The Last Storm by Tim Lebbon
(Titan Books, 2022)
Reviewed by John Dodds
In the realm of post-apocalyptic novels, of those I have read, at any rate, I would argue that The Last Storm stands head and shoulders above many of them with its original ideas, crystalline prose, clever fantastical ideas that are both plausible and questionable. I say “questionable” in a positive way, because of the superficially technical elements (the rainmaking machine) and the mystical (the otherworldly powers needed make said machines work) combine in a way that makes for a highly original premise, though also of course requiring a willing suspension of disbelief.
If you are a science fiction purist focussing on the potential of real science and extrapolating from that, this might not be the book for you, but even if you are you might just surprise yourself and find this novel a captivating delight, just as I did.
It's the story of rainmaker, Jesse and the two women he is estranged from, his daughter, Ash, and his wife, Karina.
Jesse’s hermetic existence reaches a catalytic moment when his rainmaking work kills a local drug dealer. Not with rain, you understand—think Biblical plague, complete with scorpions, spiders, snakes and other poisonous creatures falling from the sky. To say that Jesse hadn’t quite cracked the business of rainmaking perfectly would be a serious understatement.
On the subject of drugs, both Jesse and his daughter appear to have an addiction to rainmaking, with their homemade equipment reminiscent of old-style radio making, and electrical cables from the makeshift machines, the rainmakers enter a type of transcendental state, except the transcendence takes them closer to the conventional idea of Hell rather than Heaven. And yet, they stick with it, as drugs do with addicts.
But before the story begins, Jesse had already attempted to kill his daughter, to prevent her from bringing about the localised apocalypses the rainmaking brings about. And when we join him on his road trip to find her, after he learns she is still alive and rainmaking again, he has managed to beat his own addiction to rainmaking.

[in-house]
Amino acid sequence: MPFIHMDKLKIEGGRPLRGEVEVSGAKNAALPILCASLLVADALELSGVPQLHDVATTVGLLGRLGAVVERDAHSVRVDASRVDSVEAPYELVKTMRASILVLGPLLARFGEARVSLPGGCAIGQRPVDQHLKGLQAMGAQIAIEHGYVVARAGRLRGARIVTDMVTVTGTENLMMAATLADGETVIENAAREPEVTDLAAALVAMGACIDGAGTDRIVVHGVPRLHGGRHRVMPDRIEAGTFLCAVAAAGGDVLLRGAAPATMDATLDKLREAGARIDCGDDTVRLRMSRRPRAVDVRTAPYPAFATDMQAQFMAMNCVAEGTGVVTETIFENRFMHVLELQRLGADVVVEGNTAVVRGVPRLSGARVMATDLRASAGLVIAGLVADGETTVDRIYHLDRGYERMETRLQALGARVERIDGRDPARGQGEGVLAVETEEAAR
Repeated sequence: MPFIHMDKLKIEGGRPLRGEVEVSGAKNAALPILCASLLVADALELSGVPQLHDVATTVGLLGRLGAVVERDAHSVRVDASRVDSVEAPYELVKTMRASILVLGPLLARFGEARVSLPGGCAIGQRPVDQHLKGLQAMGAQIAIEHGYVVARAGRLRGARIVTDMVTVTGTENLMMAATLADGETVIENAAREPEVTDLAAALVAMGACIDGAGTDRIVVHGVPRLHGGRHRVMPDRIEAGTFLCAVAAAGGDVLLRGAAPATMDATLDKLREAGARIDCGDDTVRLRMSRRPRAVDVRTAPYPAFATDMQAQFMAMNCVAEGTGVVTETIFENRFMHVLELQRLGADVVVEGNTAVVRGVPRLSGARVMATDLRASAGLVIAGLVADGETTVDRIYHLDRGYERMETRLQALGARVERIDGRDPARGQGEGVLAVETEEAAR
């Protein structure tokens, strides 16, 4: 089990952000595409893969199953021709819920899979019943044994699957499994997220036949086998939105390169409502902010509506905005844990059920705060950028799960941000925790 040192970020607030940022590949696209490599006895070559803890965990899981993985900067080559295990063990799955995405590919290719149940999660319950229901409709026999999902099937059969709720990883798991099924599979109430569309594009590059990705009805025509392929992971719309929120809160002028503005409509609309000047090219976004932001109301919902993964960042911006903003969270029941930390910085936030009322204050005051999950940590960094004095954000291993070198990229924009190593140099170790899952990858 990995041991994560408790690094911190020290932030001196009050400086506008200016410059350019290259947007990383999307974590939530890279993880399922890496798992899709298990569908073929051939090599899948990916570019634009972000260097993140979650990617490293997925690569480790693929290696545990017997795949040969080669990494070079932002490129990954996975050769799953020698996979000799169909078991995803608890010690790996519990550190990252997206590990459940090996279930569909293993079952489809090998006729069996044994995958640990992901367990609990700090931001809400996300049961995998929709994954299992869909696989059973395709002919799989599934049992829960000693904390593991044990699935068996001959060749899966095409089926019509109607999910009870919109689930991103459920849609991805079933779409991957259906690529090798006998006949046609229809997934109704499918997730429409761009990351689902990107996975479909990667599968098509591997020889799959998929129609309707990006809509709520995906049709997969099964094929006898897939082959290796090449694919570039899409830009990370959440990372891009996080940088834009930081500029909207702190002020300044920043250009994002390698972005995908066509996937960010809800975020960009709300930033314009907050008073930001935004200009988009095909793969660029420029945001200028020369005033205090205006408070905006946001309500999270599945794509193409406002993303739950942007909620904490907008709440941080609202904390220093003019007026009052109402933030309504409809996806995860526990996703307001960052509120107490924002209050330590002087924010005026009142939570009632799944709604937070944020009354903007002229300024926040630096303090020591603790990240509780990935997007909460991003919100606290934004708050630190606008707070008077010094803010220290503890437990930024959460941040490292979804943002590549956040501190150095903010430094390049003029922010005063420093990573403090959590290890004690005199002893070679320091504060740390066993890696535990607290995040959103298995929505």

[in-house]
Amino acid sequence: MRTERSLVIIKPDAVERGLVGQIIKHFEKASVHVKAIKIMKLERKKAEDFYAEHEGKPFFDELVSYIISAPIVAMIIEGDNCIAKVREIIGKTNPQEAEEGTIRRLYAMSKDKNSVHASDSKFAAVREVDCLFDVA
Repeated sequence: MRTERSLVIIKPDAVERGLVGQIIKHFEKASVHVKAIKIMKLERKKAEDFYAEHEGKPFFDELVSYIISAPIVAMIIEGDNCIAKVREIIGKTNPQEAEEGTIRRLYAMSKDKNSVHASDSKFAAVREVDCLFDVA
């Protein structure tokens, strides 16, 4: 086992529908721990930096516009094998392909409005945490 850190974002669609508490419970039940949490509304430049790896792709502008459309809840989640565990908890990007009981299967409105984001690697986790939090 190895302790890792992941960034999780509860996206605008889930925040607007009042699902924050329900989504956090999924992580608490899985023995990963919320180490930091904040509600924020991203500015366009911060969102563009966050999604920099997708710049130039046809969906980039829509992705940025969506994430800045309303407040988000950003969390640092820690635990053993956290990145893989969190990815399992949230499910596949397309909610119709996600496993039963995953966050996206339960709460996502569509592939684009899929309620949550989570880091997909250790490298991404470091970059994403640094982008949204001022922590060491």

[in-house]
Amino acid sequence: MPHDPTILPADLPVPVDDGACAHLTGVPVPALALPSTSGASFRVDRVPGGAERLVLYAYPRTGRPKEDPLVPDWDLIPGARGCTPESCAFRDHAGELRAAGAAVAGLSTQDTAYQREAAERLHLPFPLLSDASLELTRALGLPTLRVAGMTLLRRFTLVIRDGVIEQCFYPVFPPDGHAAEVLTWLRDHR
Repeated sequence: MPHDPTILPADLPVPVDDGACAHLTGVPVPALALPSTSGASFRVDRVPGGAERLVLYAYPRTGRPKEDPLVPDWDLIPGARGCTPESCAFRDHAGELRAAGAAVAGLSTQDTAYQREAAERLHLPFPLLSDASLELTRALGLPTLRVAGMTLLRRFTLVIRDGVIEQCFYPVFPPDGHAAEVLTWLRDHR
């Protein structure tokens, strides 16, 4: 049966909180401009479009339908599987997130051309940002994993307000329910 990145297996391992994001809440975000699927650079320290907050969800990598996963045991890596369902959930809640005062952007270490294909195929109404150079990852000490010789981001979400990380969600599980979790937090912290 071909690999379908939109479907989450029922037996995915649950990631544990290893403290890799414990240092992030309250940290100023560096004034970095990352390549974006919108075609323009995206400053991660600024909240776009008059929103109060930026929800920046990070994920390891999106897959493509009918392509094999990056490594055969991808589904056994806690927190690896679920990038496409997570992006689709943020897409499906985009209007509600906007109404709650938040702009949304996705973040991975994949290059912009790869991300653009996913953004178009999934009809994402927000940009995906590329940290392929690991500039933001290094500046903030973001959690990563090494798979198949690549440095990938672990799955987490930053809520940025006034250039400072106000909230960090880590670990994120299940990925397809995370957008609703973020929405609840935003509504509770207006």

Rainmaking is, on the surface, carried out with the best of intentions, to bring water back to the drought-ridden swathes of North America. But, to quote Rabbie Burns (I am going to a Burns supper the week I am writing his, which is perhaps why the verse springs to mind), “The best laid schemes o' mice an' men gang aft a-gley.”
Jesse is re-joined by Karina and, together they take a perilous road trip to find Ash.
Ash herself is often in danger, being effectively abducted by a group collectively known as the Hotbloods with their hyperactive, disordered and dangerous behaviours. And descending on our trio, is Jimi, originally a Soaker, one of the people who capitalises on the drought by locating water, sometimes drained from reservoirs, and selling it on at a high price. And Jimi wants revenge for his father, whom Jesse killed at the beginning of the novel.
In chapters alternating between each main character, we are treated to a rollercoaster of a road trip with, I felt, more or less predictable consequences, in the sense that the main characters end up in the same place at the same time and a Western-style shootout, with some Lovecraftian alien creatures adding to the mix, ensues. So far, so Hollywood.
Lebbon is a clever writer, don’t get me wrong. I enjoyed the story and the writing style (third person narratives with the exception of Ash, writing in somewhat more poetic vein in the first person).
The last Lebbon I read and reviewed was Alien: Out of the Shadows, which I enjoyed immensely and my introduction to him was his genuinely scary novella, White. And while The Last Storm is a really excellent novel, I had some reservations about some of the tropes at the end (tentacled monsters, Biblical plague and so on), but these are relatively minor carps in an otherwise fabulous work.